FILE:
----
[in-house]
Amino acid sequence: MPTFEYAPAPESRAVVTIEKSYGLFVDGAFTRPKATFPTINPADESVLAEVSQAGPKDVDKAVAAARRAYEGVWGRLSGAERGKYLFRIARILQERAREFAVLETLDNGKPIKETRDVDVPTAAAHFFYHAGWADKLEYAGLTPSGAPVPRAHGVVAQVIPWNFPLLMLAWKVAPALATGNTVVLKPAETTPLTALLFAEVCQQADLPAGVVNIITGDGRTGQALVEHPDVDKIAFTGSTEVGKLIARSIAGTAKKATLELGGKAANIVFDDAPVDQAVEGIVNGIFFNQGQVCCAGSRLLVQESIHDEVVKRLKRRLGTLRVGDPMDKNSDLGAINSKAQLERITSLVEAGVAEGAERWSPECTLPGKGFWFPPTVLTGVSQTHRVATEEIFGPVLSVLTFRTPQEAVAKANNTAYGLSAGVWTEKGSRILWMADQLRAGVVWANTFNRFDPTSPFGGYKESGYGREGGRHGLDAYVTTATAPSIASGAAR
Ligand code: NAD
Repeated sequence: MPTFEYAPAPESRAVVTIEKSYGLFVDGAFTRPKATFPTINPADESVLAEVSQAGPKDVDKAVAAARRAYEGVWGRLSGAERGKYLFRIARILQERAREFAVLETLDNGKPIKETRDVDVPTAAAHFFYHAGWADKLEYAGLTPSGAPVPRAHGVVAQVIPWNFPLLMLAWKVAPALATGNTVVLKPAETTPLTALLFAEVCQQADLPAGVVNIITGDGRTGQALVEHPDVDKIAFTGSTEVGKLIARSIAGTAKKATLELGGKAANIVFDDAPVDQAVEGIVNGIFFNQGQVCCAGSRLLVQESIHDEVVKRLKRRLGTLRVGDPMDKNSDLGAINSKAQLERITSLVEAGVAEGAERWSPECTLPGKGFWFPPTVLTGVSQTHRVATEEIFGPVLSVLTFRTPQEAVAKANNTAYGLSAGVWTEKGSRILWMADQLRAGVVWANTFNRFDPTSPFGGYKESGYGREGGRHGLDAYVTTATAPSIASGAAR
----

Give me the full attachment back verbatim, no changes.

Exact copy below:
[in-house]
Amino acid sequence: MPTFEYAPAPESRAVVTIEKSYGLFVDGAFTRPKATFPTINPADESVLAEVSQAGPKDVDKAVAAARRAYEGVWGRLSGAERGKYLFRIARILQERAREFAVLETLDNGKPIKETRDVDVPTAAAHFFYHAGWADKLEYAGLTPSGAPVPRAHGVVAQVIPWNFPLLMLAWKVAPALATGNTVVLKPAETTPLTALLFAEVCQQADLPAGVVNIITGDGRTGQALVEHPDVDKIAFTGSTEVGKLIARSIAGTAKKATLELGGKAANIVFDDAPVDQAVEGIVNGIFFNQGQVCCAGSRLLVQESIHDEVVKRLKRRLGTLRVGDPMDKNSDLGAINSKAQLERITSLVEAGVAEGAERWSPECTLPGKGFWFPPTVLTGVSQTHRVATEEIFGPVLSVLTFRTPQEAVAKANNTAYGLSAGVWTEKGSRILWMADQLRAGVVWANTFNRFDPTSPFGGYKESGYGREGGRHGLDAYVTTATAPSIASGAAR
Ligand code: NAD
Repeated sequence: MPTFEYAPAPESRAVVTIEKSYGLFVDGAFTRPKATFPTINPADESVLAEVSQAGPKDVDKAVAAARRAYEGVWGRLSGAERGKYLFRIARILQERAREFAVLETLDNGKPIKETRDVDVPTAAAHFFYHAGWADKLEYAGLTPSGAPVPRAHGVVAQVIPWNFPLLMLAWKVAPALATGNTVVLKPAETTPLTALLFAEVCQQADLPAGVVNIITGDGRTGQALVEHPDVDKIAFTGSTEVGKLIARSIAGTAKKATLELGGKAANIVFDDAPVDQAVEGIVNGIFFNQGQVCCAGSRLLVQESIHDEVVKRLKRRLGTLRVGDPMDKNSDLGAINSKAQLERITSLVEAGVAEGAERWSPECTLPGKGFWFPPTVLTGVSQTHRVATEEIFGPVLSVLTFRTPQEAVAKANNTAYGLSAGVWTEKGSRILWMADQLRAGVVWANTFNRFDPTSPFGGYKESGYGREGGRHGLDAYVTTATAPSIASGAAR